Appeals Court Seals Opinion Related to SEC Award to Carson Block – Bloomberg Tax

By Kaustuv Basu and John Holland
A federal court permanently sealed its final order rejecting an investor’s claim that he deserved part of a $14 million SEC whistleblower award to activist investor Carson Block, in a move legal experts called rare and confounding.
The March 23 decision in the Third Circuit Court of Appeals in Philadelphia forever hides the court’s legal reasoning from public view.
The ruling is the latest twist stemming from a March 11, 2022 award to Block over his 2011 whistleblower claim. The Securities and Exchange Commission ignored its own staff recommendation that Block didn’t deserve the money. The claim sparked a series of lawsuits involving Block, the SEC and short-seller Kevin Barnes, who worked with Block on the original whistleblower report.
Sean Marotta, an appellate lawyer at Hogan Lovells, said it was extremely unusual for a court to seal a decision permanently. “I’m not saying it hasn’t been done before, but I can’t recall it,” said Marotta, who previously clerked at the New Jersey Superior Court.
Barnes contends that he and Block jointly authored a 2011 report outlining deep fraud and mismanagement at Focus Media, a Chinese advertising and marketing services company that later paid a $55.6 million fine to the SEC, and that the men jointly submitted a whistleblower claim. Block said in court filings he alone was responsible for the report’s content and solely deserved the award, which represented 25% of the fine.
By law the SEC is required to redact any information that could identify whistleblowers, and its final orders are often heavily redacted. Anyone wishing to contest an SEC finding must file in federal appeals court, which Barnes did last year under the name Jamie Doe.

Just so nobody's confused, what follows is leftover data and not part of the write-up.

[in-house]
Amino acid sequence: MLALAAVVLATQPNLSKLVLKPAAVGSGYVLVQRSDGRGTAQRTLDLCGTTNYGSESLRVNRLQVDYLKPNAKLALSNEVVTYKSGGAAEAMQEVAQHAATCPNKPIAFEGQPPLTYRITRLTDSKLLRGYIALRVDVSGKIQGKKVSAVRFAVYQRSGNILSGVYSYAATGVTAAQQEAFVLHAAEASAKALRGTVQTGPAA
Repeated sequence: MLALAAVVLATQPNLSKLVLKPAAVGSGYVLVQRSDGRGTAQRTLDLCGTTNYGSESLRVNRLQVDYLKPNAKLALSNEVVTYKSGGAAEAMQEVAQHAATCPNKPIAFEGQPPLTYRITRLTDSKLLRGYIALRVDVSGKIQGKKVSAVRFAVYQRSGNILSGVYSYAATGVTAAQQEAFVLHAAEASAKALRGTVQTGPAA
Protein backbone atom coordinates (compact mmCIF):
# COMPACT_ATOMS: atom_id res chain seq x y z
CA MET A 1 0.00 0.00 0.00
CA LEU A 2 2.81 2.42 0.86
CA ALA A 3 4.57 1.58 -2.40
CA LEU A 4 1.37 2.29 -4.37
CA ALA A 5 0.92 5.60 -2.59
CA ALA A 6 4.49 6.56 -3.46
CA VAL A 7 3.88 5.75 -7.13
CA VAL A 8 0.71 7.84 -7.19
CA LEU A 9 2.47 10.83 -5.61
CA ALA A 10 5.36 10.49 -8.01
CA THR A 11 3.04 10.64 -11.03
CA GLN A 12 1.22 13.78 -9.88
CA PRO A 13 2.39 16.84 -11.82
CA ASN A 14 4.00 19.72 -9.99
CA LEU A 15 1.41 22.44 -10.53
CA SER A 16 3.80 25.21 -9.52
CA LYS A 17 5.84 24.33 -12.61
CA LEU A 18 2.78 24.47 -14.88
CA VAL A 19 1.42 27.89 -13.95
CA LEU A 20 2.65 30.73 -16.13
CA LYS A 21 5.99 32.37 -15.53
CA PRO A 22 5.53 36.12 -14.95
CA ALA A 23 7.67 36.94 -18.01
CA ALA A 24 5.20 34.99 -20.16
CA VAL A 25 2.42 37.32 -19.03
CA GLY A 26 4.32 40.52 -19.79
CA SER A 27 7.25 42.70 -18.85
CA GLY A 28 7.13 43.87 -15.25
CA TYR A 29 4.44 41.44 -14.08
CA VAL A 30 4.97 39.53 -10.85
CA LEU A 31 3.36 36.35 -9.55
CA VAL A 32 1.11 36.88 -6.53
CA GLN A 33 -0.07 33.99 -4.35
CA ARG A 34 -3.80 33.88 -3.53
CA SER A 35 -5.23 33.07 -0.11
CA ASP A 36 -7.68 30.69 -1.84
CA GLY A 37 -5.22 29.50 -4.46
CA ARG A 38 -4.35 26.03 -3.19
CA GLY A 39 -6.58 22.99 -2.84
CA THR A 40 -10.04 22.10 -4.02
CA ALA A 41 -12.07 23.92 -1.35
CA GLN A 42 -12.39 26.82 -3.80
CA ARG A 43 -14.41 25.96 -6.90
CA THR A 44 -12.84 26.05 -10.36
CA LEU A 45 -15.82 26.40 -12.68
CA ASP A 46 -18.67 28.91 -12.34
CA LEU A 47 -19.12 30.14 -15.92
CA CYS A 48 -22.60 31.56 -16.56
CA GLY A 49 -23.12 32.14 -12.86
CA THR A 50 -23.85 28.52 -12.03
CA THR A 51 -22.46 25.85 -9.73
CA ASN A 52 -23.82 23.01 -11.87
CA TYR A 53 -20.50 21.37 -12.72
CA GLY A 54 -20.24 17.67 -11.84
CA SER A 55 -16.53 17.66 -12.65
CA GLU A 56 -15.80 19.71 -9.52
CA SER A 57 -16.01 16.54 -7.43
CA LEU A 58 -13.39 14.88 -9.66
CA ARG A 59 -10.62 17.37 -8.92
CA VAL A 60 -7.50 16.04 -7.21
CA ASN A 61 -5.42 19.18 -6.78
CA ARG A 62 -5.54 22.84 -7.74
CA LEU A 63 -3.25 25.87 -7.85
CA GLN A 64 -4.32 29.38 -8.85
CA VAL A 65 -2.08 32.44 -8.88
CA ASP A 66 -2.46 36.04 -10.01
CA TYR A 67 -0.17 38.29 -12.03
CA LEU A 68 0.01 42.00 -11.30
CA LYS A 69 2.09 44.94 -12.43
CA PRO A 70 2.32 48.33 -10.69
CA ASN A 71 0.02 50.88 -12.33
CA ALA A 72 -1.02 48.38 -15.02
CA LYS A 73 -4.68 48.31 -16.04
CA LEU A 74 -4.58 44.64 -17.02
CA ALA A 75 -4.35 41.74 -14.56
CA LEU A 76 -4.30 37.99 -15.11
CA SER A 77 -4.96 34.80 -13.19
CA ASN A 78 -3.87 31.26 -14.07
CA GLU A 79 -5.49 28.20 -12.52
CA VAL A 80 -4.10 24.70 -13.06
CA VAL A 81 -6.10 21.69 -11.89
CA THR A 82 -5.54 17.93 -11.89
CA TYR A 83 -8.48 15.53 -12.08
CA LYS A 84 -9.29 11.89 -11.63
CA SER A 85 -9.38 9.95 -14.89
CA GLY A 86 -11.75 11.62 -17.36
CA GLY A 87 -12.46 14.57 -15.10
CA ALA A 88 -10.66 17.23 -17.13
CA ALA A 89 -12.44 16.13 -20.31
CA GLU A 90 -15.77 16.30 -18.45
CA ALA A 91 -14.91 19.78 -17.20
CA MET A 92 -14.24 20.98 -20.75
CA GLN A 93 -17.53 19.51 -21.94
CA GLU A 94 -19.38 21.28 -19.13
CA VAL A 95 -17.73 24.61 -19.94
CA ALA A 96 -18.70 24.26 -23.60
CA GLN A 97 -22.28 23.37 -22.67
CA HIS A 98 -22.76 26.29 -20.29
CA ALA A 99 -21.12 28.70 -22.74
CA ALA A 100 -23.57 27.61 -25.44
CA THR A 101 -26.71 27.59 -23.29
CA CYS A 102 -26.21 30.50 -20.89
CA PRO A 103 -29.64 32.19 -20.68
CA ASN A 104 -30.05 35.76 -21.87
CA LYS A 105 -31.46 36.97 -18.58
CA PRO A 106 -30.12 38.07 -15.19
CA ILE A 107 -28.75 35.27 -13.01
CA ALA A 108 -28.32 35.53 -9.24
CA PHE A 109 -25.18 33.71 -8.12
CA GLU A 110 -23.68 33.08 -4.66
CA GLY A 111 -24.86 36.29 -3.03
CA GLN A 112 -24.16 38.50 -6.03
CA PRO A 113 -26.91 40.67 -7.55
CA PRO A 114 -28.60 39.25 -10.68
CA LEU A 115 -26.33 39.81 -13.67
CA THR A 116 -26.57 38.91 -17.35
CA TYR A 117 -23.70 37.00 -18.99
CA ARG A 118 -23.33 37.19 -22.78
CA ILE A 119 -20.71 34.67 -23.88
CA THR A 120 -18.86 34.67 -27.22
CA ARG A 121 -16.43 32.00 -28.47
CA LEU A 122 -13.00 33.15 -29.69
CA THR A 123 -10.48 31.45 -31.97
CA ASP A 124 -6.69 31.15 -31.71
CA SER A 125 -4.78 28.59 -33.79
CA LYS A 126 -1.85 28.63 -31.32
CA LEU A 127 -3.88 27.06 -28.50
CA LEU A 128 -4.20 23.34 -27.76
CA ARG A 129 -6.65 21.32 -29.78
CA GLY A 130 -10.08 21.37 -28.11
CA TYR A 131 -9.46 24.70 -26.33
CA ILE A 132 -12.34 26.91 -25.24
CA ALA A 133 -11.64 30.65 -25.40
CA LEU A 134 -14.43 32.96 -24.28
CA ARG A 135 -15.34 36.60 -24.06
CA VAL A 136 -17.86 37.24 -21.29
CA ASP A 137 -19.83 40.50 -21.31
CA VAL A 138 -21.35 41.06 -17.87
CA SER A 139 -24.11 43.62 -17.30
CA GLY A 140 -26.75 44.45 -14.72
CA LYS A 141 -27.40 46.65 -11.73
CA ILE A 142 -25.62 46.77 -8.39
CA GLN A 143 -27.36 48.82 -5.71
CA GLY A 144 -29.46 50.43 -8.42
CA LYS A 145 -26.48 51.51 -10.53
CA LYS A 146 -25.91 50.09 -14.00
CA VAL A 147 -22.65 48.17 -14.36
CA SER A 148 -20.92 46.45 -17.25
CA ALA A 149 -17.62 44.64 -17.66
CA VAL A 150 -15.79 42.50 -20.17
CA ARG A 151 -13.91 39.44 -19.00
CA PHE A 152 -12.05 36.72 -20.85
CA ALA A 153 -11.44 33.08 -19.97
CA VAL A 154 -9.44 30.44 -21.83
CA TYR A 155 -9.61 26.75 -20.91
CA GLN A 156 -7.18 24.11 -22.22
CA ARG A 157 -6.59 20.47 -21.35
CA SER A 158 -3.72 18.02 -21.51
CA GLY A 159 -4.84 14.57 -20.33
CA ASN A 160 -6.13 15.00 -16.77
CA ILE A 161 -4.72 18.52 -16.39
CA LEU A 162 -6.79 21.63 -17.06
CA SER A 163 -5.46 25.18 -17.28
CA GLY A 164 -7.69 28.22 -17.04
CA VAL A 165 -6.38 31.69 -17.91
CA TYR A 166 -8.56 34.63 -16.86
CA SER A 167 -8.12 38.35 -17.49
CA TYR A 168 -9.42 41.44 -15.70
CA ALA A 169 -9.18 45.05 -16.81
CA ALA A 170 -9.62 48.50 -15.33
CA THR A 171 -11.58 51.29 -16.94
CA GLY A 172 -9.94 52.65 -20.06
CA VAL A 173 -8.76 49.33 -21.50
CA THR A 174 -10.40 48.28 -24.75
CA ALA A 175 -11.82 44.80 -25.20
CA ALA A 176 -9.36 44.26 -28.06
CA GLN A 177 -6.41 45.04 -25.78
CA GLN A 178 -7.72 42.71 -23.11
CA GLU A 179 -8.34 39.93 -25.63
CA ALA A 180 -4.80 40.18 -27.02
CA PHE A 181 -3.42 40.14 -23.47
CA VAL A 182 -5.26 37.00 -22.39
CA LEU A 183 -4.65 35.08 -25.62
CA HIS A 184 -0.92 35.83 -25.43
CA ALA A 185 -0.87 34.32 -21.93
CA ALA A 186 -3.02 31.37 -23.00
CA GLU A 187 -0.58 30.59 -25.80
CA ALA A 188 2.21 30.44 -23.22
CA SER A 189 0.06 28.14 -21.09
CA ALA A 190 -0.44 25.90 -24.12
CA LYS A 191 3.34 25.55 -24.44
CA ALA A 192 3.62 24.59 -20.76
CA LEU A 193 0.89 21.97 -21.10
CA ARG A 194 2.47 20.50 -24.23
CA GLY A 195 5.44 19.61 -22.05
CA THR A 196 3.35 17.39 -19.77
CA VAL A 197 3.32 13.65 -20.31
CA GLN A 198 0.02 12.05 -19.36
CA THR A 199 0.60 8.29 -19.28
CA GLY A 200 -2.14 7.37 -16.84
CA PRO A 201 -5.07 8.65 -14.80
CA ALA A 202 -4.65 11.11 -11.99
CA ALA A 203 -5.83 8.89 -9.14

A wrinkle to the secrecy is that both Barnes and Block have identified themselves in other lawsuits connected to the case. Barnes filed a federal lawsuit against Block in New York seeking half of the award, and Block responded by filing a Texas lawsuit accusing Barnes of defamation for comments he made in connection with the case. Block has said in court filings that the SEC still hasn’t paid the $14 million while it awaits the outcome of the Barnes appeal and the lawsuit.
Last month U.S. Magistrate Judge Dustin M. Howell filed a recommendation that Block’s defamation suit be dismissed because Texas was not the proper jurisdiction for the lawsuit. Barnes has argued that the case should be tried in New York.
A 2022 Bloomberg Law investigation found that the SEC’s emphasis on secrecy went far beyond its legal mandate, that it often ignored its own rules when making decisions and that law firms employing three former SEC officials had been awarded more than $420 million on behalf of clients.
One of those attorneys is Jordan Thomas, a former SEC assistant chief litigation counsel whose clients have received nearly $200 million. Barnes’ attorneys alleged in his lawsuit against Block that “upon information and belief,” Block employed Thomas to help him with his SEC whistleblower claim.
Thomas couldn’t be reached for comment.
Eugene Volokh, a UCLA law professor, said the move was especially noteworthy because it was from an appellate court. “The opinion of the courts explain why the legal system has reached a particular decision. That’s something that…needs to be available to the public to understand,” Volokh said.
The court might have concluded that redactions and pseudonyms were not enough to protect the parties, Volokh said. In the Third Circuit case each side has filed sealed version of briefs that were followed by redacted versions available to the public.
Nicholas Woodfield, principal and general counsel for the Employment Law Group, a firm that represents whistleblowers who provide tips to the SEC, said the Third Circuit might not make the opinion public because the opinion won’t set a precedent for other cases.
“It’s not going to be out there as a sort of a line in the sand for others, for district courts to follow,” Woodfield said.
“They may just say, you know, there’s no sense in producing an opinion that has most of the salient facts redacted…this is of no use to anyone. It’s a waste of everyone’s time. So we just don’t even have to do this.”
To contact the reporters on this story: Kaustuv Basu in Washington at; John Holland at
To contact the editors responsible for this story: Gary Harki at; Bernie Kohn at
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